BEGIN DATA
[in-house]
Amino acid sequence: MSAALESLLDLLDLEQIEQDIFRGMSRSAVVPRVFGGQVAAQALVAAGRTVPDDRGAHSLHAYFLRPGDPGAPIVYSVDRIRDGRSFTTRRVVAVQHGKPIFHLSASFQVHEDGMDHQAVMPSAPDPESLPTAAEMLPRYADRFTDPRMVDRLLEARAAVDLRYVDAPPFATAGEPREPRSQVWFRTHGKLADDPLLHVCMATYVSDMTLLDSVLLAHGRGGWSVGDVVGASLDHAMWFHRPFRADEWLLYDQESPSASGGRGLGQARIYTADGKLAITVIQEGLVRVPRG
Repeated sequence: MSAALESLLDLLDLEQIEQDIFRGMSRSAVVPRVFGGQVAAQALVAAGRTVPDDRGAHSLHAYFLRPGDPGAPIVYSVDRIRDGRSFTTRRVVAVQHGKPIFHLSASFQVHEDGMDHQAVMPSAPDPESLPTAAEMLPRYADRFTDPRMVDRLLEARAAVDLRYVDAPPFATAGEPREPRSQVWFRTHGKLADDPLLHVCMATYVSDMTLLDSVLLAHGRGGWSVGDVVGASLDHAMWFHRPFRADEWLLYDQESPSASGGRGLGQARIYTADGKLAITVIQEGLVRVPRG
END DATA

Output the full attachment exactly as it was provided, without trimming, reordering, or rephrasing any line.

[in-house]
Amino acid sequence: MSAALESLLDLLDLEQIEQDIFRGMSRSAVVPRVFGGQVAAQALVAAGRTVPDDRGAHSLHAYFLRPGDPGAPIVYSVDRIRDGRSFTTRRVVAVQHGKPIFHLSASFQVHEDGMDHQAVMPSAPDPESLPTAAEMLPRYADRFTDPRMVDRLLEARAAVDLRYVDAPPFATAGEPREPRSQVWFRTHGKLADDPLLHVCMATYVSDMTLLDSVLLAHGRGGWSVGDVVGASLDHAMWFHRPFRADEWLLYDQESPSASGGRGLGQARIYTADGKLAITVIQEGLVRVPRG
Repeated sequence: MSAALESLLDLLDLEQIEQDIFRGMSRSAVVPRVFGGQVAAQALVAAGRTVPDDRGAHSLHAYFLRPGDPGAPIVYSVDRIRDGRSFTTRRVVAVQHGKPIFHLSASFQVHEDGMDHQAVMPSAPDPESLPTAAEMLPRYADRFTDPRMVDRLLEARAAVDLRYVDAPPFATAGEPREPRSQVWFRTHGKLADDPLLHVCMATYVSDMTLLDSVLLAHGRGGWSVGDVVGASLDHAMWFHRPFRADEWLLYDQESPSASGGRGLGQARIYTADGKLAITVIQEGLVRVPRG